For those who want a more travel-friendly option for treating body acne, Dr. Dempsey is a fan of the Replenix® Gly-Sal™ 5-2 Pads ($23). Since the pads are saturated with glycolic and salicylic acid, they’re able to gently exfoliate the skin and get rid of impurities that often lead to breakouts. Also, Dr. Dempsey suggests trying the Neutrogena Rapid Clear Stubborn Acne® Leave-On Mask ($10) since it contains a lower strength benzoyl peroxide. “You can put this mask on the [affected] areas overnight, sleep in it, wake up the next morning, and wash it off,” says Dr. Dempsey. “But again, you have to be so careful with bleaching [fabrics] when you're doing it as a leave-on.”
Are there any in-office options?
Unfortunately, over-the-counter products aren’t always capable of getting rid of body acne to the extent that we’d like. As a result, Dr. Dempsey says she often pushes patients with more stubborn body breakouts toward prescription medication or antibiotics. She also asserts that in-office procedures can be a tool for treating body acne. “In our office, we do chemical peels, blue light, and red light [treatments] for chest, back, and shoulder acne,” adds Dr. Dempsey.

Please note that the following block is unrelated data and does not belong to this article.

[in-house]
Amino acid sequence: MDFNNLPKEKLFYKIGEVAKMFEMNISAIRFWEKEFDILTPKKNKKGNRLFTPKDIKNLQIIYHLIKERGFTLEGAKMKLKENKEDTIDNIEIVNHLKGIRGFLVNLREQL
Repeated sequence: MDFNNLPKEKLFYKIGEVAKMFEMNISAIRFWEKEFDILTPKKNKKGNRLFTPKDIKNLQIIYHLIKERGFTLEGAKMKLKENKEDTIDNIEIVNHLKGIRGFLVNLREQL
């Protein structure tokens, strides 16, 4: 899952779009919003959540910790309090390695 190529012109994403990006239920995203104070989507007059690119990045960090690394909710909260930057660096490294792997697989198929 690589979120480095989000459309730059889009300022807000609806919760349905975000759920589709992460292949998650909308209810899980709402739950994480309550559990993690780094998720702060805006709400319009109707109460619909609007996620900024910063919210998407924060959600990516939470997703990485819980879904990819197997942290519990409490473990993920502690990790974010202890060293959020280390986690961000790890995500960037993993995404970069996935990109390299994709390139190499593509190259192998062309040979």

[Editor’s note: As always, talk to your doctor before starting any new medications.]
What about treating acne scars?
Regardless of where you get acne, the risk of scarring is always pretty high. So, it’s best to work on preventing scarring from ever happening in the first place — so don’t pick at any flare ups! However, if the damage has already been done and you’ve developed scars in the form of dark spots, there are still a few options. “Lasers can be done, as well as chemical peels — which are the least invasive and the least expensive,” says Dr. Dempsey. “So, we'll do salicylic acid peels, glycolic acid peels, or a combination of both.” If you’re looking to go the laser route rather than peels, Fraxel® is often a go-to for patients who want major results — stat.
For a more intensive treatment, Dr. Dempsey suggests microneedling. “[Microneedling] is the gold standard right now for acne scars on the face or [body].” Not only can microneedling improve the appearance of acne scars, it also can boost collagen production and reduce the appearance of fine lines and wrinkles. Talk about a win-win!
Photo by M&A Studios